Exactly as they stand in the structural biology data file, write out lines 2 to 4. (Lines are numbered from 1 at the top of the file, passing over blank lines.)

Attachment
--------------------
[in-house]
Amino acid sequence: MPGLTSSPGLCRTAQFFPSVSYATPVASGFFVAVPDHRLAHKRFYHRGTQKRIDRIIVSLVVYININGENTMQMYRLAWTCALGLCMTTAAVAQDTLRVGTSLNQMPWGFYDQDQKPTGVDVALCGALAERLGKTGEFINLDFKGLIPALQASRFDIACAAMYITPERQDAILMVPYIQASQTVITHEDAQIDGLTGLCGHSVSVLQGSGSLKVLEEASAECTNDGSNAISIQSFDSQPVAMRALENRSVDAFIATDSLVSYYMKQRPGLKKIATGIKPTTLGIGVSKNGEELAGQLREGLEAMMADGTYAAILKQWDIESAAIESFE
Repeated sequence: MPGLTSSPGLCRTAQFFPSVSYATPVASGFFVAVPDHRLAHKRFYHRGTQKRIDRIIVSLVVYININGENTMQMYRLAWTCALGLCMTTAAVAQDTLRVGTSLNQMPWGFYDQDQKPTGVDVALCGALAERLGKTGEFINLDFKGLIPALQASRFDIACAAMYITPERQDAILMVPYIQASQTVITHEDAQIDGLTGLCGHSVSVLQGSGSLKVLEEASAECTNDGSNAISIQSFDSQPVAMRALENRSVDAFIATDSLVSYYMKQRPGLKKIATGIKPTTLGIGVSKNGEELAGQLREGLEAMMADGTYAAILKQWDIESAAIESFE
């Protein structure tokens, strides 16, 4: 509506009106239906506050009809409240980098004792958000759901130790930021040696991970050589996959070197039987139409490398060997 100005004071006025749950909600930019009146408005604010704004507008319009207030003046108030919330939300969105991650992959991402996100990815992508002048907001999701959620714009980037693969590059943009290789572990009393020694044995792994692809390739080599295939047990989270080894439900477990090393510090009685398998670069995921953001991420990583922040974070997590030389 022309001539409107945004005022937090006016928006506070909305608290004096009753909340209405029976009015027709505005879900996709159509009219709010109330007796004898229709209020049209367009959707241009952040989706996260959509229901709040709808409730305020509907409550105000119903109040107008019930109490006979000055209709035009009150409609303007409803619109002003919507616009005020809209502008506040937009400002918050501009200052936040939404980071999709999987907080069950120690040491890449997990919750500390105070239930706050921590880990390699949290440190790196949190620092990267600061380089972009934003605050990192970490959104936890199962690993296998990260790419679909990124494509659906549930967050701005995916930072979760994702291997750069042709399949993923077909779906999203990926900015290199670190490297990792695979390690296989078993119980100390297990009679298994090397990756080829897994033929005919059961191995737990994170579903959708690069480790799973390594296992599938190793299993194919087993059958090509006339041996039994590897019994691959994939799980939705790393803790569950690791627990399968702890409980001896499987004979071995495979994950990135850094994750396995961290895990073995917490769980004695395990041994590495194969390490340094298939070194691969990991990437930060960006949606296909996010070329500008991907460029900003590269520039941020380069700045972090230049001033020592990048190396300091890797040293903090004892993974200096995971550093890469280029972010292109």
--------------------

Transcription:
Amino acid sequence: MPGLTSSPGLCRTAQFFPSVSYATPVASGFFVAVPDHRLAHKRFYHRGTQKRIDRIIVSLVVYININGENTMQMYRLAWTCALGLCMTTAAVAQDTLRVGTSLNQMPWGFYDQDQKPTGVDVALCGALAERLGKTGEFINLDFKGLIPALQASRFDIACAAMYITPERQDAILMVPYIQASQTVITHEDAQIDGLTGLCGHSVSVLQGSGSLKVLEEASAECTNDGSNAISIQSFDSQPVAMRALENRSVDAFIATDSLVSYYMKQRPGLKKIATGIKPTTLGIGVSKNGEELAGQLREGLEAMMADGTYAAILKQWDIESAAIESFE
Repeated sequence: MPGLTSSPGLCRTAQFFPSVSYATPVASGFFVAVPDHRLAHKRFYHRGTQKRIDRIIVSLVVYININGENTMQMYRLAWTCALGLCMTTAAVAQDTLRVGTSLNQMPWGFYDQDQKPTGVDVALCGALAERLGKTGEFINLDFKGLIPALQASRFDIACAAMYITPERQDAILMVPYIQASQTVITHEDAQIDGLTGLCGHSVSVLQGSGSLKVLEEASAECTNDGSNAISIQSFDSQPVAMRALENRSVDAFIATDSLVSYYMKQRPGLKKIATGIKPTTLGIGVSKNGEELAGQLREGLEAMMADGTYAAILKQWDIESAAIESFE
């Protein structure tokens, strides 16, 4: 509506009106239906506050009809409240980098004792958000759901130790930021040696991970050589996959070197039987139409490398060997 100005004071006025749950909600930019009146408005604010704004507008319009207030003046108030919330939300969105991650992959991402996100990815992508002048907001999701959620714009980037693969590059943009290789572990009393020694044995792994692809390739080599295939047990989270080894439900477990090393510090009685398998670069995921953001991420990583922040974070997590030389 022309001539409107945004005022937090006016928006506070909305608290004096009753909340209405029976009015027709505005879900996709159509009219709010109330007796004898229709209020049209367009959707241009952040989706996260959509229901709040709808409730305020509907409550105000119903109040107008019930109490006979000055209709035009009150409609303007409803619109002003919507616009005020809209502008506040937009400002918050501009200052936040939404980071999709999987907080069950120690040491890449997990919750500390105070239930706050921590880990390699949290440190790196949190620092990267600061380089972009934003605050990192970490959104936890199962690993296998990260790419679909990124494509659906549930967050701005995916930072979760994702291997750069042709399949993923077909779906999203990926900015290199670190490297990792695979390690296989078993119980100390297990009679298994090397990756080829897994033929005919059961191995737990994170579903959708690069480790799973390594296992599938190793299993194919087993059958090509006339041996039994590897019994691959994939799980939705790393803790569950690791627990399968702890409980001896499987004979071995495979994950990135850094994750396995961290895990073995917490769980004695395990041994590495194969390490340094298939070194691969990991990437930060960006949606296909996010070329500008991907460029900003590269520039941020380069700045972090230049001033020592990048190396300091890797040293903090004892993974200096995971550093890469280029972010292109």